Being Positive: Another Form of Avoidance?
When staying positive as a way to deal with difficulties turns into avoidance.
Posted Jul 10, 2017
“Mental anguish always results from the avoidance of legitimate suffering.” –Stefan Molyneux
Allow me to give you some quick advice. Let’s say your family dog just died: “Just stay positive, at least he isn’t in pain anymore.” Maybe your grandma is dying of cancer: “Just be positive. She lived a long life.” Maybe you ran out of money again and don’t know how you’ll pay your rent: “Just think positive thoughts that the money will show up.” Or, perhaps, your marriage is on the brink and you can barely stand looking at your spouse’s face: “Just be positive that it will all work out.”
Are you catching my drift?
We live in a sunshine and roses, “stay positive” culture. Even if something pretty bad happens, we’re pressured to look at the bright side before we’ve even had time to process it. I understand the usefulness of looking at the silver lining; I’ve definitely pushed myself to see it at times. But I can’t help but wonder: When does staying positive as a healthier way to deal with difficulties turn into a means of avoiding difficulty altogether?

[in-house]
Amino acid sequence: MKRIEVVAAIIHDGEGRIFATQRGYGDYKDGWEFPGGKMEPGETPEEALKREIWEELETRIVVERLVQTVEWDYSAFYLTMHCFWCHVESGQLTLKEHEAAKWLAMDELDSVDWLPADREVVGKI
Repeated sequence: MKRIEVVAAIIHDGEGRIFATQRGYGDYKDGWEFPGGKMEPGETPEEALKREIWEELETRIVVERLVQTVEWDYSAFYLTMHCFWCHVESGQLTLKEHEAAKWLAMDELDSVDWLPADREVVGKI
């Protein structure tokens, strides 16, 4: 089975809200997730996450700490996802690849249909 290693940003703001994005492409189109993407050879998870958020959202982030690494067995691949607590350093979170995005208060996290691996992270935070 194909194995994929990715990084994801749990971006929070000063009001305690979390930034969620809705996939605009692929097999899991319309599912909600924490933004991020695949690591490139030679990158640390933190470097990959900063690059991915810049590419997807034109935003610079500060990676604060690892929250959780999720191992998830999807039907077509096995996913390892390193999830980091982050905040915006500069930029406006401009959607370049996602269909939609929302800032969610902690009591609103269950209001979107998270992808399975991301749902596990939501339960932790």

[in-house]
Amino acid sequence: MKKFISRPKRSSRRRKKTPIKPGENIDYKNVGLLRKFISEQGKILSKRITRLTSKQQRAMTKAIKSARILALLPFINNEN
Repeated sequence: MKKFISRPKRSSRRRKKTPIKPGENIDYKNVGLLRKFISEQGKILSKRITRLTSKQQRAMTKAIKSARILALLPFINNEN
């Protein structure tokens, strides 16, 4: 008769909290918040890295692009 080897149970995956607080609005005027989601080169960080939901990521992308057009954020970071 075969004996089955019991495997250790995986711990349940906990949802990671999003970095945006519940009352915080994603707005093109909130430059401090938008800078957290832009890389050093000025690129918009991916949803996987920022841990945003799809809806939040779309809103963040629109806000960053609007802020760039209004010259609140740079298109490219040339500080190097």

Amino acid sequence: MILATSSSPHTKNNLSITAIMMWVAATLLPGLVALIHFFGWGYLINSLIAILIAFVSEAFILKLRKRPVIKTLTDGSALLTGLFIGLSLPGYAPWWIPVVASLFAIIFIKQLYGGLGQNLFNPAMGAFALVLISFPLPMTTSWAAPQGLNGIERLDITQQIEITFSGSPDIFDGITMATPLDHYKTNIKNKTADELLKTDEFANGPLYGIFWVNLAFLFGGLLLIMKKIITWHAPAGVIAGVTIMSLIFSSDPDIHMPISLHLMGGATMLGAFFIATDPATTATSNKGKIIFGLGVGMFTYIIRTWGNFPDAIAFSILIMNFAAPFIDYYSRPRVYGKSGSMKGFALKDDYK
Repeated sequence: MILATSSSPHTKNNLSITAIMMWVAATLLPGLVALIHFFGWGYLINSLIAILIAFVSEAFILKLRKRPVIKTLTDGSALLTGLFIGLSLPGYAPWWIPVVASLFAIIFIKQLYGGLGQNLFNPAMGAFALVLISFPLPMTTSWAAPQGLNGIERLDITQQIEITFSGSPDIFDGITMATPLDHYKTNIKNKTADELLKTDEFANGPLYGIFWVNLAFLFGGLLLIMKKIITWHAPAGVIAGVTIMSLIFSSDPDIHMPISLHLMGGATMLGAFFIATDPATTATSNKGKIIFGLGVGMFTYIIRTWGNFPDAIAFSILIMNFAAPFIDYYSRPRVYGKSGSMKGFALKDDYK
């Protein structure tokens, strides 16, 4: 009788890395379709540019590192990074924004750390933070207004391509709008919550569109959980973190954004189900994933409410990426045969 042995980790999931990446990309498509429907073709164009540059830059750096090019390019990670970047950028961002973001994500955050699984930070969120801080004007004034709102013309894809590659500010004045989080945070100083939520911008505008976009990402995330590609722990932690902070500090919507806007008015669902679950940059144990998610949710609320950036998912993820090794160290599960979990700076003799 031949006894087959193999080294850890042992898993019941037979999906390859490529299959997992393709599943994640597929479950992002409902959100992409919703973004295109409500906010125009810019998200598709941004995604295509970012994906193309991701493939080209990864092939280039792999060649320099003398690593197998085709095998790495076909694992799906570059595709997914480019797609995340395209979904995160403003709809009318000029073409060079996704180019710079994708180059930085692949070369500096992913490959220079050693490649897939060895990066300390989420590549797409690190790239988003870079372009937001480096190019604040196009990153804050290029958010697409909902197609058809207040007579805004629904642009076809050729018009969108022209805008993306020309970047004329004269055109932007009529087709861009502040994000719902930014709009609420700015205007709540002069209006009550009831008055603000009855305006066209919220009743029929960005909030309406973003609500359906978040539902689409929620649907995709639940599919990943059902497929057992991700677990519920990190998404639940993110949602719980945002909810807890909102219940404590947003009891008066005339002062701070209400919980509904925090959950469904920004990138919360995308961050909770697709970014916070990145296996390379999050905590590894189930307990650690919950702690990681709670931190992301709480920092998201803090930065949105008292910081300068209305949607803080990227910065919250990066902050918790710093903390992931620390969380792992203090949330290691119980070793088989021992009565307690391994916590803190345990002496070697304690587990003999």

One Woman's Lessons
I had a co-worker once whom I will refer to as "Barbra." She was always so upbeat and cheerful that I wondered how authentic her smiles actually were—especially since she kept the smile on her face even when facing tough times. She never allowed herself to truly feel the bad feelings that come along when something horrible happens; instead, she suppressed her emotions, and moved on with an optimistic attitude. When she broke off her engagement to her fiancé of seven years, Barbra came to work smiling ear to ear. When I asked her how she was doing, I assumed she would finally open her heart to me and turn that smile upside down. But instead, looking like it was another ordinary day, she said, “I’m feeling good. I’m just going to be positive that it wasn’t meant to be, and that what is meant to be will happen.” I held back an eye roll. I thought, That’s a great way to think three to six months after a big breakup, but having a revelation like that just one day later isn’t genuine.
I remember thinking that she should really have put some sweatpants on, eaten a gallon of ice cream, or started hitting the gym. My brain was screaming, “Do something depressing or weird, Barbra!” But she didn’t. She continued to come to work, looking exceptionally smiley after breaking off a seven-year relationship. Most people commended her for staying so positive. I remained skeptical. I know this must sound horrible. I’m a therapist; it’s in my job description to want to see people happy. And that is what I wanted to see for Barbra—but not at the expense of her truth and personal authenticity. And especially not at the expensive of her health, which gets compromised when we engage in avoidance behaviors.